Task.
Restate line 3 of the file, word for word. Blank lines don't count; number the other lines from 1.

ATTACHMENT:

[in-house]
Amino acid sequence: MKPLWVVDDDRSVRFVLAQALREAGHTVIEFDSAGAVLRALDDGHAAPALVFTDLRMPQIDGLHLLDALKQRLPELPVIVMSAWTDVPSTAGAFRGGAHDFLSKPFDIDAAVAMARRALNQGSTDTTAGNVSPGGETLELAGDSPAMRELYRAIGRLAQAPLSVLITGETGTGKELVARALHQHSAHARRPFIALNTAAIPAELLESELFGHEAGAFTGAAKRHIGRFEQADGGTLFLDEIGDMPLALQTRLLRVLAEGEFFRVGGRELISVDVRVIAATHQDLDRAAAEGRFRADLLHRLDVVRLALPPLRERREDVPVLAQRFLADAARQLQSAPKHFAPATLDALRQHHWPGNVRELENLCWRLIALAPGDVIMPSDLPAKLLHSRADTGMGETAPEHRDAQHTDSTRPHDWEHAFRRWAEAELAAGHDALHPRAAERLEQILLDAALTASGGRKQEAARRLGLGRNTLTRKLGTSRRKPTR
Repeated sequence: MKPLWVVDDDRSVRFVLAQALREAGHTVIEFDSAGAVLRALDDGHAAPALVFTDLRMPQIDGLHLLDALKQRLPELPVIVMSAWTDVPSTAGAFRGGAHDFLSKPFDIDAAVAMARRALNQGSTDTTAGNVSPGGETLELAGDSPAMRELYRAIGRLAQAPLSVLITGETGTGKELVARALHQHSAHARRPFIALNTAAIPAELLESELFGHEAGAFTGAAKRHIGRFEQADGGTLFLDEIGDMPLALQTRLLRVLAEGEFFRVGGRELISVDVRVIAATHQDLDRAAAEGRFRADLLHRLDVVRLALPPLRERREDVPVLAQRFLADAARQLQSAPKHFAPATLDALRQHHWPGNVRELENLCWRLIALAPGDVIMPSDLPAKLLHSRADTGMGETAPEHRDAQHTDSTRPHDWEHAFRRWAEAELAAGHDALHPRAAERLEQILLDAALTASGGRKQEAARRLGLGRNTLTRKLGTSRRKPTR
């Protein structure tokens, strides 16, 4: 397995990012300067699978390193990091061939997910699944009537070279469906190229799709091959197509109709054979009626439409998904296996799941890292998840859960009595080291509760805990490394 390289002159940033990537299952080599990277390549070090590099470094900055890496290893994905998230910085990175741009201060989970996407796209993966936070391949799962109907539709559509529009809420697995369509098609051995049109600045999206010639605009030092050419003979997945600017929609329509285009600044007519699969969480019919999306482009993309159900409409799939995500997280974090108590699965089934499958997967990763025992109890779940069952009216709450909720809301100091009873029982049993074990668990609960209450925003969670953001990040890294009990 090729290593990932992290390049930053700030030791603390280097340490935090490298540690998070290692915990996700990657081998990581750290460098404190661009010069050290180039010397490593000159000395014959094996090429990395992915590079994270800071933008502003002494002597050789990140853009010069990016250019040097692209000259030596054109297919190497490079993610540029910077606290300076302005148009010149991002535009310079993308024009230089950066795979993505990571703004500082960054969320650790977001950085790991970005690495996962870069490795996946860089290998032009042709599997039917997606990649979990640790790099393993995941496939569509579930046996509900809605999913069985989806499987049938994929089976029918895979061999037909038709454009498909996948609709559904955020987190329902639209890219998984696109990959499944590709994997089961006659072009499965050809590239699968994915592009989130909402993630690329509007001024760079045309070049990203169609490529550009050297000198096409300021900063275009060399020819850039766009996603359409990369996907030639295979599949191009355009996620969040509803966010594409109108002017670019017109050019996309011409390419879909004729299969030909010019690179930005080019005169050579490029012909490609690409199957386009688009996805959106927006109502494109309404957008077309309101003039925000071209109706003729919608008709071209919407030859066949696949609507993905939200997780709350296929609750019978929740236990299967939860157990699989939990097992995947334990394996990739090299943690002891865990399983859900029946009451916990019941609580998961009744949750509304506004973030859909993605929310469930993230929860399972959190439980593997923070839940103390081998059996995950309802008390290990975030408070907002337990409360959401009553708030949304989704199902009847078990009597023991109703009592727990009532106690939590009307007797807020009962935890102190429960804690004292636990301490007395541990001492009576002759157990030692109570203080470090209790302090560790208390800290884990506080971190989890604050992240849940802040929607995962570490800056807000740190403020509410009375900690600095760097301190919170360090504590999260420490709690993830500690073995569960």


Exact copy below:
Repeated sequence: MKPLWVVDDDRSVRFVLAQALREAGHTVIEFDSAGAVLRALDDGHAAPALVFTDLRMPQIDGLHLLDALKQRLPELPVIVMSAWTDVPSTAGAFRGGAHDFLSKPFDIDAAVAMARRALNQGSTDTTAGNVSPGGETLELAGDSPAMRELYRAIGRLAQAPLSVLITGETGTGKELVARALHQHSAHARRPFIALNTAAIPAELLESELFGHEAGAFTGAAKRHIGRFEQADGGTLFLDEIGDMPLALQTRLLRVLAEGEFFRVGGRELISVDVRVIAATHQDLDRAAAEGRFRADLLHRLDVVRLALPPLRERREDVPVLAQRFLADAARQLQSAPKHFAPATLDALRQHHWPGNVRELENLCWRLIALAPGDVIMPSDLPAKLLHSRADTGMGETAPEHRDAQHTDSTRPHDWEHAFRRWAEAELAAGHDALHPRAAERLEQILLDAALTASGGRKQEAARRLGLGRNTLTRKLGTSRRKPTR